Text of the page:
Firstly, we need to find ways, probably multiple ways, to raise public understanding of hypertension. People don’t have symptoms and don’t know how dangerous it is. Even well educated people think that they can’t have hypertension because they don’t have palpitations, flushes, or headaches. People go to doctors with coughs, aching muscles and joints, and being “tired all the time,” which is largely a waste of everybody’s time, and don’t go to have their blood pressure tested. And even when they are treated they often don’t understand why they are being treated and that they have to take the treatment every day forever.
Secondly, people shouldn’t have to go the doctor to have their blood pressure measured. Most of the blood pressure measurements in Canada are not done in doctors’ clinics but in pharmacies, supermarkets, gyms, wherever. Increasingly people should measure and monitor their own blood pressure. Your blood pressure should not be your doctor’s problem but your problem.
Thirdly, why not move away from doctors altogether? Treating hypertension is not complicated. The guidelines are simple, but sadly many doctors don’t follow them—sticking instead with what they’ve learnt at medical school or what they’ve been doing for the past 15 years. Pharmacists could certainly manage hypertension if they could prescribe, and most people (I don’t like to call them patients) could probably treat themselves more effectively than doctors if they could get the drugs. They have more incentive to treat themselves effectively in that it is them who will have the heart attack or stroke not the doctor.
Fourthly, we need a population approach. We have good data on how badly practices and Clinical Commissioning Groups are doing, but who is accountable for improvement and has the levers to pull to do better? Some at the meeting thought that the appearance of accountable care organisations might help.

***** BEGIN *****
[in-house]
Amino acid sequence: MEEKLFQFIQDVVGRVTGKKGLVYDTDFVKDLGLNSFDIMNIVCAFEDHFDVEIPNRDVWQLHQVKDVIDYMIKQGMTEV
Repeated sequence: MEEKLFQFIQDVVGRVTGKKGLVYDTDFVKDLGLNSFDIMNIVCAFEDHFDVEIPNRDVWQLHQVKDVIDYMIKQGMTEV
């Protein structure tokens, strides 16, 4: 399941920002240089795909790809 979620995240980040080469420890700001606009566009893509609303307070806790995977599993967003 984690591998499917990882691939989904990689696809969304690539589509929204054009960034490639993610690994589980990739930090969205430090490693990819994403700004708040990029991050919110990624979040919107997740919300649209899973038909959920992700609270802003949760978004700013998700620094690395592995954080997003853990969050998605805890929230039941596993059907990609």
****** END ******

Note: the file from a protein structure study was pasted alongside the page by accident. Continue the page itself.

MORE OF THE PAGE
We could, fifthly, try a wholly different approach. I’m 63 and I don’t know my blood pressure, but I have for the past eight years taken three antihypertensive drugs at half dose together with a statin in a polypill. The drug comes through the post every three months once I have completed a questionnaire on possible side effects. I do have a GP (or at least a practice), but I virtually never go—and, like many men, I hate to go and wouldn’t take the polypill if I had to go the doctor’s every three months or so. It’s all I can do to get my hair cut. I think that many people, particularly men, would prefer this approach.
Sadly, it’s comparatively easy to see defects in a system and to think of what might be a better system, but to move from what we have now to a better system is formidably hard—there are too many vested interests, and the resources that are needed for a better system are tied up in the old system. The problem of doing better with hypertension is part of the problem of the whole NHS—we have a system designed for the problems of the mid 20th century struggling to respond to those of the 21st century.
Richard Smith was the editor of The BMJ until 2004.